If it weren't for a few pushy folks in his life—including the lumber dealer who relentlessly nagged him to join the local HBA and the city councilman who pestered him to run for mayor—David J. Pressly Jr. wouldn't be where he is today. “I am the beneficiary of many mentors in my life,” says the successful North Carolina land developer.
Pressly's experience with the value of mentorship is a big part of what he brings to the table as the incoming president of the 220,000-member NAHB. He plans to build industry momentum by positioning the organization as a mentorship program.
“I want to address the relevance of membership,” he says. “What does membership mean to grassroots home builders?”
Pressly thinks the answer to this question is difficult for builders to grasp as they wade through complex issues such as environmental regulations. “These things can be so convoluted,” he says. “But with clear communication, a builder can understand that advocacy keeps him in permits, so he can keep up with demand.”
It frustrates Pressly that builders don't take advantage of the NAHB's programs. “The huge irony is that it's so inexpensive to have access to the brightest minds in the industry. I pay $385 a year for my local, state, and national dues,” he says.
PASTAS PRELUDE Mentorship and community are closely linked in Pressly's life. A third-generation native of Statesville, N.C., he served in the U.S. Army Combat Engineers from 1969 to 1972. When he returned from service, he got a job doing real estate appraisals and then bought and remodeled homes and apartments. It was that work that led him to Charles Feimster, the lumber dealer, who talked up the Iredell County HBA. “I kept putting him off, but Charles kept ‘asking for the order,' and so I finally wrote my check and went to the meeting,” Pressly says with a laugh.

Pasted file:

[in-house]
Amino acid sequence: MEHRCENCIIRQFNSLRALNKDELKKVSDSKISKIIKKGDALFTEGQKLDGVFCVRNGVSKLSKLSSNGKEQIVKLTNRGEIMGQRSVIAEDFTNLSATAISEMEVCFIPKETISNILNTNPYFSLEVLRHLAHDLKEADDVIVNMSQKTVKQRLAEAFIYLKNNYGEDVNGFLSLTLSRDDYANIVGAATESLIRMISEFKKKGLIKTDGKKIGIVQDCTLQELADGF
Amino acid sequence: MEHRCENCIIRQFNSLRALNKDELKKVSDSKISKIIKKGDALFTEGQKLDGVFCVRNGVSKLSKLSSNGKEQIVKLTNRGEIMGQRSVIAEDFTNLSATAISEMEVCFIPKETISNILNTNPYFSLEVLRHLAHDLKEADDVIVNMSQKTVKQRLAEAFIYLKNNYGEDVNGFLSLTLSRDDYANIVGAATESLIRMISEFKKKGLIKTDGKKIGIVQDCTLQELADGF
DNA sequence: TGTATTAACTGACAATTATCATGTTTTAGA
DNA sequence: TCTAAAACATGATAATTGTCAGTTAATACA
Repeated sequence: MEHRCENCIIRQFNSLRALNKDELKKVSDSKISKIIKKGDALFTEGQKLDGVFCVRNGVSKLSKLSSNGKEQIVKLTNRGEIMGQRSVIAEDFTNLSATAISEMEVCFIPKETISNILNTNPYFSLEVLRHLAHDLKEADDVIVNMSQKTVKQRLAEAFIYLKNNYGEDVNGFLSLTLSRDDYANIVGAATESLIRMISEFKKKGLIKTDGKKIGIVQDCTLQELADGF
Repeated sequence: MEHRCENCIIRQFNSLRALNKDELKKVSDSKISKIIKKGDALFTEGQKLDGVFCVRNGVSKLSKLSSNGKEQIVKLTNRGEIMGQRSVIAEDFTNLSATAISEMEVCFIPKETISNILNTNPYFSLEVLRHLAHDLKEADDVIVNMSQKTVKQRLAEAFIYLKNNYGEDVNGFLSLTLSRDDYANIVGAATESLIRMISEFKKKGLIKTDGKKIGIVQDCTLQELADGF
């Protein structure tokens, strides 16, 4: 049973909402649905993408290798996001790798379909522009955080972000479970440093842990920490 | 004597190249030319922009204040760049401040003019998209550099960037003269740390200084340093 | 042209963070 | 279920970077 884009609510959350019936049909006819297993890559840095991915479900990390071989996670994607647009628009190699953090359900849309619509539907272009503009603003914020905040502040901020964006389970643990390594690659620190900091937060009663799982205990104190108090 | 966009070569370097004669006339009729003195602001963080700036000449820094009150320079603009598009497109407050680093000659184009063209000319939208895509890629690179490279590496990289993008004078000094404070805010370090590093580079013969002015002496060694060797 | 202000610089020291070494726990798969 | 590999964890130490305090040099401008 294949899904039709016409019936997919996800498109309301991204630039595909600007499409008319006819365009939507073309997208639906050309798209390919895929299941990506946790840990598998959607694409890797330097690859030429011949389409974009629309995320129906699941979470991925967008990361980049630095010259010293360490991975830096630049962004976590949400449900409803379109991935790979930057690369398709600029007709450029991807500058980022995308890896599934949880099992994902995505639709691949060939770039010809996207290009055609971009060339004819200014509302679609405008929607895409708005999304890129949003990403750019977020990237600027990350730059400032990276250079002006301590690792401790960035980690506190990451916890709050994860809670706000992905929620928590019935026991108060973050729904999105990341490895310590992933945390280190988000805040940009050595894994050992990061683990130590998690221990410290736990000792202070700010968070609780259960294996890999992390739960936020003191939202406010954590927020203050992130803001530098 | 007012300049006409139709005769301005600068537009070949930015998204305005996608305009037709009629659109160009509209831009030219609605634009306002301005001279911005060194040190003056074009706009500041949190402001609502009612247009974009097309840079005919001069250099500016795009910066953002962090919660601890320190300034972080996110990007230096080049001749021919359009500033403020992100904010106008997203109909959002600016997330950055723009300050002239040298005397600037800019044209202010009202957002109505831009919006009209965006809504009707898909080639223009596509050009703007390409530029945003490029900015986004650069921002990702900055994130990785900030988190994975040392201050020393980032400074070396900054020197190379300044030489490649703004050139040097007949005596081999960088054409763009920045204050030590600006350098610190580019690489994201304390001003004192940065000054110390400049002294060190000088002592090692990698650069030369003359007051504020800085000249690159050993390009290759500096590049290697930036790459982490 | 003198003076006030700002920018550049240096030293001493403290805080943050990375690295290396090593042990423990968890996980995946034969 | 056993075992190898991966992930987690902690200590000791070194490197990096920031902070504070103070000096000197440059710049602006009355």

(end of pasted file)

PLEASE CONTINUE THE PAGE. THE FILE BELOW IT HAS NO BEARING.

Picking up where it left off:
Pressly was instantly impressed with the HBA, and it spurred him to grow his business. “When you live and work in small markets, you have to diversify to make a living,” he says. His company, Pressly Development Co., builds market-rate apartments, tax credit rental housing, and office and retail space.
“I consider myself a builder and a diversified land developer,” Pressly says. “I buy land and create a use for that land.” He owns and manages more than 1,000 apartments, and his 13-employee office is located in a storage park he built 10 years ago.
Pressly credits a good deal of his success to several mentors. One of them, Statesville councilman Doc Raymer, encouraged him to run for city council and later for mayor. Those experiences taught him about the value of housing: “Apparent to me was the social and economic impact homeownership brings to a neighborhood.”
STAND TOGETHER Pressly's agenda for the NAHB reflects his life lessons learned. “My slogan is ‘Standing Together to House America.' It's a metaphor and a symbol of the solidarity it takes to carry our mission forward,” he says.